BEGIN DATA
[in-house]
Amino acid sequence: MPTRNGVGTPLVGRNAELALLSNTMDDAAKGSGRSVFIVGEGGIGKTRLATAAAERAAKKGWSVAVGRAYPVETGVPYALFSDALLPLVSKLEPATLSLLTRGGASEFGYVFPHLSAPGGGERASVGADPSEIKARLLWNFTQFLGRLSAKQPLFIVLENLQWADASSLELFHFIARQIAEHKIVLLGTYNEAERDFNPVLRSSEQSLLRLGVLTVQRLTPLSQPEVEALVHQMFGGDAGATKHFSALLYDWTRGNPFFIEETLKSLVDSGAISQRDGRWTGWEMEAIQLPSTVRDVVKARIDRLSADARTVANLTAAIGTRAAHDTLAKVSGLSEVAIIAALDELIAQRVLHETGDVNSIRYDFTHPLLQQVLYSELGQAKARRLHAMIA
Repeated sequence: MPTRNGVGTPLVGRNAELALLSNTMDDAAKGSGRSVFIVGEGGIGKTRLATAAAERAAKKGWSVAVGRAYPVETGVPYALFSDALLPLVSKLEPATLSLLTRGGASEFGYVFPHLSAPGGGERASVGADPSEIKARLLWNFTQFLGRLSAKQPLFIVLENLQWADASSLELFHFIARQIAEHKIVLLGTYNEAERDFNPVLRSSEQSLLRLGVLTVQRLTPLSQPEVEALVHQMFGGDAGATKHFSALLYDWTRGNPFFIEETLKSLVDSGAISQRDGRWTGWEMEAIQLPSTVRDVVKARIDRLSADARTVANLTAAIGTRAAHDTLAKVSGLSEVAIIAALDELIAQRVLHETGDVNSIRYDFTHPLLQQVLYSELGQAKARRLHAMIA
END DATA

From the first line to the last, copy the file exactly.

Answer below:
[in-house]
Amino acid sequence: MPTRNGVGTPLVGRNAELALLSNTMDDAAKGSGRSVFIVGEGGIGKTRLATAAAERAAKKGWSVAVGRAYPVETGVPYALFSDALLPLVSKLEPATLSLLTRGGASEFGYVFPHLSAPGGGERASVGADPSEIKARLLWNFTQFLGRLSAKQPLFIVLENLQWADASSLELFHFIARQIAEHKIVLLGTYNEAERDFNPVLRSSEQSLLRLGVLTVQRLTPLSQPEVEALVHQMFGGDAGATKHFSALLYDWTRGNPFFIEETLKSLVDSGAISQRDGRWTGWEMEAIQLPSTVRDVVKARIDRLSADARTVANLTAAIGTRAAHDTLAKVSGLSEVAIIAALDELIAQRVLHETGDVNSIRYDFTHPLLQQVLYSELGQAKARRLHAMIA
Repeated sequence: MPTRNGVGTPLVGRNAELALLSNTMDDAAKGSGRSVFIVGEGGIGKTRLATAAAERAAKKGWSVAVGRAYPVETGVPYALFSDALLPLVSKLEPATLSLLTRGGASEFGYVFPHLSAPGGGERASVGADPSEIKARLLWNFTQFLGRLSAKQPLFIVLENLQWADASSLELFHFIARQIAEHKIVLLGTYNEAERDFNPVLRSSEQSLLRLGVLTVQRLTPLSQPEVEALVHQMFGGDAGATKHFSALLYDWTRGNPFFIEETLKSLVDSGAISQRDGRWTGWEMEAIQLPSTVRDVVKARIDRLSADARTVANLTAAIGTRAAHDTLAKVSGLSEVAIIAALDELIAQRVLHETGDVNSIRYDFTHPLLQQVLYSELGQAKARRLHAMIA